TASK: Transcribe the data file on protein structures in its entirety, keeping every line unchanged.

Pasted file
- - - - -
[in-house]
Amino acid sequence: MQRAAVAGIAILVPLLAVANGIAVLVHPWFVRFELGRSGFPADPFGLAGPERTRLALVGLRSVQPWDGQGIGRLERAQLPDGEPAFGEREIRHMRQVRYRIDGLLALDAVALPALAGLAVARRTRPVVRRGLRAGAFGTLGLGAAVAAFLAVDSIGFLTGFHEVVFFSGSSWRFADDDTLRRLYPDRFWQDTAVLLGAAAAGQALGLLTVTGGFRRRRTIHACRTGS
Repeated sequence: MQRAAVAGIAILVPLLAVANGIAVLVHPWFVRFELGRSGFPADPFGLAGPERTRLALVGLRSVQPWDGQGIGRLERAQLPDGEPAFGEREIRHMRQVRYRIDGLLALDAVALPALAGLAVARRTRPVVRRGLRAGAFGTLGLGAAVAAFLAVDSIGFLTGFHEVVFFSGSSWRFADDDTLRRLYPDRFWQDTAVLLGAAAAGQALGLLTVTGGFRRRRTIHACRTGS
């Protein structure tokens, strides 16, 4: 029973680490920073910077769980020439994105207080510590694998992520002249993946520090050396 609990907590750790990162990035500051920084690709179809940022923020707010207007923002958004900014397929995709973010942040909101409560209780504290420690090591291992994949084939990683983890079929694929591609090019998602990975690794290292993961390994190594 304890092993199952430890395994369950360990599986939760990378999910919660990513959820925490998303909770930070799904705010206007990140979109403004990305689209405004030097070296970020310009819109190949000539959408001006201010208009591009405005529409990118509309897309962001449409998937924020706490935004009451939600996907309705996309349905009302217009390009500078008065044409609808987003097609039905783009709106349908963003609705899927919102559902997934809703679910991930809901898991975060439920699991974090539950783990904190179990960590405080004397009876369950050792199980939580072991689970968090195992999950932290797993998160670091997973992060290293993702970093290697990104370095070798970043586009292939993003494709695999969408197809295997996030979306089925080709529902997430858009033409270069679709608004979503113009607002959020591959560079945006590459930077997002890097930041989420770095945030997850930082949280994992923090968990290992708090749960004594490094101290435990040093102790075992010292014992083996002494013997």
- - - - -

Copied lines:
[in-house]
Amino acid sequence: MQRAAVAGIAILVPLLAVANGIAVLVHPWFVRFELGRSGFPADPFGLAGPERTRLALVGLRSVQPWDGQGIGRLERAQLPDGEPAFGEREIRHMRQVRYRIDGLLALDAVALPALAGLAVARRTRPVVRRGLRAGAFGTLGLGAAVAAFLAVDSIGFLTGFHEVVFFSGSSWRFADDDTLRRLYPDRFWQDTAVLLGAAAAGQALGLLTVTGGFRRRRTIHACRTGS
Repeated sequence: MQRAAVAGIAILVPLLAVANGIAVLVHPWFVRFELGRSGFPADPFGLAGPERTRLALVGLRSVQPWDGQGIGRLERAQLPDGEPAFGEREIRHMRQVRYRIDGLLALDAVALPALAGLAVARRTRPVVRRGLRAGAFGTLGLGAAVAAFLAVDSIGFLTGFHEVVFFSGSSWRFADDDTLRRLYPDRFWQDTAVLLGAAAAGQALGLLTVTGGFRRRRTIHACRTGS
């Protein structure tokens, strides 16, 4: 029973680490920073910077769980020439994105207080510590694998992520002249993946520090050396 609990907590750790990162990035500051920084690709179809940022923020707010207007923002958004900014397929995709973010942040909101409560209780504290420690090591291992994949084939990683983890079929694929591609090019998602990975690794290292993961390994190594 304890092993199952430890395994369950360990599986939760990378999910919660990513959820925490998303909770930070799904705010206007990140979109403004990305689209405004030097070296970020310009819109190949000539959408001006201010208009591009405005529409990118509309897309962001449409998937924020706490935004009451939600996907309705996309349905009302217009390009500078008065044409609808987003097609039905783009709106349908963003609705899927919102559902997934809703679910991930809901898991975060439920699991974090539950783990904190179990960590405080004397009876369950050792199980939580072991689970968090195992999950932290797993998160670091997973992060290293993702970093290697990104370095070798970043586009292939993003494709695999969408197809295997996030979306089925080709529902997430858009033409270069679709608004979503113009607002959020591959560079945006590459930077997002890097930041989420770095945030997850930082949280994992923090968990290992708090749960004594490094101290435990040093102790075992010292014992083996002494013997």